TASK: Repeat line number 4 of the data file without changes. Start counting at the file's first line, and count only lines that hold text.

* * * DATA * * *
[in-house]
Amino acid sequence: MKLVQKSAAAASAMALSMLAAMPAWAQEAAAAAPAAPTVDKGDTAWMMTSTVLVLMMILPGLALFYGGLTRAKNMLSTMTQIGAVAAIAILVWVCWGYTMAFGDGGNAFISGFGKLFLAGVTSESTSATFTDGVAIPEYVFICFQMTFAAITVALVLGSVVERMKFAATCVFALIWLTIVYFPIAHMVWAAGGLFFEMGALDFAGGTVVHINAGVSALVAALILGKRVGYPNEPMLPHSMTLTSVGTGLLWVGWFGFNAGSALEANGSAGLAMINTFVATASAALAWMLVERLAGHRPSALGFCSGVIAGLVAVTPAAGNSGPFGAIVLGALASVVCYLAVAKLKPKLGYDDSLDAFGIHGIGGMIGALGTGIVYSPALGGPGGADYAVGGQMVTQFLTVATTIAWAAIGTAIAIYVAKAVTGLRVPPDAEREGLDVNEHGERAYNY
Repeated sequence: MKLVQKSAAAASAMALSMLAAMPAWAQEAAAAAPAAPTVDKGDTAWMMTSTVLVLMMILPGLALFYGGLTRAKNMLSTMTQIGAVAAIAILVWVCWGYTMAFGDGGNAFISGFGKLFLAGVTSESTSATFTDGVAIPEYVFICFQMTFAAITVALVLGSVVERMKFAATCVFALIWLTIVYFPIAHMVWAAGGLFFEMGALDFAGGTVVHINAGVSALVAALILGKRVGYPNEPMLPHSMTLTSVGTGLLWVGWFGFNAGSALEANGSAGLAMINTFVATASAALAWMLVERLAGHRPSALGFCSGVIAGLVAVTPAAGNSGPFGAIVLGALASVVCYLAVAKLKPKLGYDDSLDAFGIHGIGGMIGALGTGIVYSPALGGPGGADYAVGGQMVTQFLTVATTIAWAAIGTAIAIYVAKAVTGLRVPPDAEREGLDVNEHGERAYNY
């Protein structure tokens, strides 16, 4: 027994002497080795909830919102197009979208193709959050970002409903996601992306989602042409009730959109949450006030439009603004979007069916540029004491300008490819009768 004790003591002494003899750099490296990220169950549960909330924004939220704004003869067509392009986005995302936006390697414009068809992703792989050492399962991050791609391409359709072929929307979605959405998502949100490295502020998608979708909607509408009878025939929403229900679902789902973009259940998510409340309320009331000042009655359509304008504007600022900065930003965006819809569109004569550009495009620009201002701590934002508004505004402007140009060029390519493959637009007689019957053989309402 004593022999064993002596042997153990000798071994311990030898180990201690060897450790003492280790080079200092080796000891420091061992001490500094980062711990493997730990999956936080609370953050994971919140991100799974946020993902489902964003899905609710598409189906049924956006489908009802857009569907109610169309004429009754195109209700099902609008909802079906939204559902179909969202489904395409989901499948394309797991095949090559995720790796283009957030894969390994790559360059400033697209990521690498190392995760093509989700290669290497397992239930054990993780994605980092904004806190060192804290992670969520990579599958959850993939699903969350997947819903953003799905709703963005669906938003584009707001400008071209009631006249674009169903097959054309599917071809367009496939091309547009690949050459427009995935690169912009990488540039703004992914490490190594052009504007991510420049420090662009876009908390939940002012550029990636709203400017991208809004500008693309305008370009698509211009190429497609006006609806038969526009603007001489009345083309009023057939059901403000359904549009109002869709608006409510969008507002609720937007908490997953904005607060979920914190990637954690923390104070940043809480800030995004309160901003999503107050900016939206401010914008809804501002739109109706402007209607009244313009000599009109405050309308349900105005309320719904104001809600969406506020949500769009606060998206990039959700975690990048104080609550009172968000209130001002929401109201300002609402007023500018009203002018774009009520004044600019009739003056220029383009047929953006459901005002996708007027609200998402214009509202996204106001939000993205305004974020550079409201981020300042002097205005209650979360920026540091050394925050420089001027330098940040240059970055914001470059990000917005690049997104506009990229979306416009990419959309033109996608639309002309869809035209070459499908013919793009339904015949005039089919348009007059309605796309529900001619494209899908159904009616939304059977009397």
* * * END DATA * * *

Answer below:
């Protein structure tokens, strides 16, 4: 027994002497080795909830919102197009979208193709959050970002409903996601992306989602042409009730959109949450006030439009603004979007069916540029004491300008490819009768 004790003591002494003899750099490296990220169950549960909330924004939220704004003869067509392009986005995302936006390697414009068809992703792989050492399962991050791609391409359709072929929307979605959405998502949100490295502020998608979708909607509408009878025939929403229900679902789902973009259940998510409340309320009331000042009655359509304008504007600022900065930003965006819809569109004569550009495009620009201002701590934002508004505004402007140009060029390519493959637009007689019957053989309402 004593022999064993002596042997153990000798071994311990030898180990201690060897450790003492280790080079200092080796000891420091061992001490500094980062711990493997730990999956936080609370953050994971919140991100799974946020993902489902964003899905609710598409189906049924956006489908009802857009569907109610169309004429009754195109209700099902609008909802079906939204559902179909969202489904395409989901499948394309797991095949090559995720790796283009957030894969390994790559360059400033697209990521690498190392995760093509989700290669290497397992239930054990993780994605980092904004806190060192804290992670969520990579599958959850993939699903969350997947819903953003799905709703963005669906938003584009707001400008071209009631006249674009169903097959054309599917071809367009496939091309547009690949050459427009995935690169912009990488540039703004992914490490190594052009504007991510420049420090662009876009908390939940002012550029990636709203400017991208809004500008693309305008370009698509211009190429497609006006609806038969526009603007001489009345083309009023057939059901403000359904549009109002869709608006409510969008507002609720937007908490997953904005607060979920914190990637954690923390104070940043809480800030995004309160901003999503107050900016939206401010914008809804501002739109109706402007209607009244313009000599009109405050309308349900105005309320719904104001809600969406506020949500769009606060998206990039959700975690990048104080609550009172968000209130001002929401109201300002609402007023500018009203002018774009009520004044600019009739003056220029383009047929953006459901005002996708007027609200998402214009509202996204106001939000993205305004974020550079409201981020300042002097205005209650979360920026540091050394925050420089001027330098940040240059970055914001470059990000917005690049997104506009990229979306416009990419959309033109996608639309002309869809035209070459499908013919793009339904015949005039089919348009007059309605796309529900001619494209899908159904009616939304059977009397």